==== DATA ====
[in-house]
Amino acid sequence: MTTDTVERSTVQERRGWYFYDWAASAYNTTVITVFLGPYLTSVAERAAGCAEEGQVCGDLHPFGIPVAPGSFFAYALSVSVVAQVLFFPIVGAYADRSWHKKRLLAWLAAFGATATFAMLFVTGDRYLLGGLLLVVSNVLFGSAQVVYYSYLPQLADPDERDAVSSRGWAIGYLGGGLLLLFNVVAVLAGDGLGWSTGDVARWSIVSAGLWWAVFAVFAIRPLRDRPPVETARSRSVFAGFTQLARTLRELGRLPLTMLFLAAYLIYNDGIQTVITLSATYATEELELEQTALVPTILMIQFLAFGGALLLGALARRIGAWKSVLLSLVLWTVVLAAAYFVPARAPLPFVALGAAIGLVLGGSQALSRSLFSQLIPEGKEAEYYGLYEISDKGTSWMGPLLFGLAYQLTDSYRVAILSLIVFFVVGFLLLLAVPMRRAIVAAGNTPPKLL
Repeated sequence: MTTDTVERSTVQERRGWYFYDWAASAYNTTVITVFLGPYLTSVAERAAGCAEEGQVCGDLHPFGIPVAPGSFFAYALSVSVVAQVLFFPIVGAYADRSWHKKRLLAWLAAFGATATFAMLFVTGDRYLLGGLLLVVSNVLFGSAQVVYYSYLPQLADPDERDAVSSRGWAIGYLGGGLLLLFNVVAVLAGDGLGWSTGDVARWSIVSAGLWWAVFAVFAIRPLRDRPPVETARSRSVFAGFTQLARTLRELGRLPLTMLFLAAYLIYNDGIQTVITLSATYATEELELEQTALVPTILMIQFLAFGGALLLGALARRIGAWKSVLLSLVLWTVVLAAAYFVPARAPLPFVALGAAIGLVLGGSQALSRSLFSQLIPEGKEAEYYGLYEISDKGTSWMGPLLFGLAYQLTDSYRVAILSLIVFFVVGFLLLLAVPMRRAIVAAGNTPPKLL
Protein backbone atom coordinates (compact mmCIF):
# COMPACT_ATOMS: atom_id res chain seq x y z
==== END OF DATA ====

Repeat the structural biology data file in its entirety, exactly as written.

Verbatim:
[in-house]
Amino acid sequence: MTTDTVERSTVQERRGWYFYDWAASAYNTTVITVFLGPYLTSVAERAAGCAEEGQVCGDLHPFGIPVAPGSFFAYALSVSVVAQVLFFPIVGAYADRSWHKKRLLAWLAAFGATATFAMLFVTGDRYLLGGLLLVVSNVLFGSAQVVYYSYLPQLADPDERDAVSSRGWAIGYLGGGLLLLFNVVAVLAGDGLGWSTGDVARWSIVSAGLWWAVFAVFAIRPLRDRPPVETARSRSVFAGFTQLARTLRELGRLPLTMLFLAAYLIYNDGIQTVITLSATYATEELELEQTALVPTILMIQFLAFGGALLLGALARRIGAWKSVLLSLVLWTVVLAAAYFVPARAPLPFVALGAAIGLVLGGSQALSRSLFSQLIPEGKEAEYYGLYEISDKGTSWMGPLLFGLAYQLTDSYRVAILSLIVFFVVGFLLLLAVPMRRAIVAAGNTPPKLL
Repeated sequence: MTTDTVERSTVQERRGWYFYDWAASAYNTTVITVFLGPYLTSVAERAAGCAEEGQVCGDLHPFGIPVAPGSFFAYALSVSVVAQVLFFPIVGAYADRSWHKKRLLAWLAAFGATATFAMLFVTGDRYLLGGLLLVVSNVLFGSAQVVYYSYLPQLADPDERDAVSSRGWAIGYLGGGLLLLFNVVAVLAGDGLGWSTGDVARWSIVSAGLWWAVFAVFAIRPLRDRPPVETARSRSVFAGFTQLARTLRELGRLPLTMLFLAAYLIYNDGIQTVITLSATYATEELELEQTALVPTILMIQFLAFGGALLLGALARRIGAWKSVLLSLVLWTVVLAAAYFVPARAPLPFVALGAAIGLVLGGSQALSRSLFSQLIPEGKEAEYYGLYEISDKGTSWMGPLLFGLAYQLTDSYRVAILSLIVFFVVGFLLLLAVPMRRAIVAAGNTPPKLL
Protein backbone atom coordinates (compact mmCIF):
# COMPACT_ATOMS: atom_id res chain seq x y z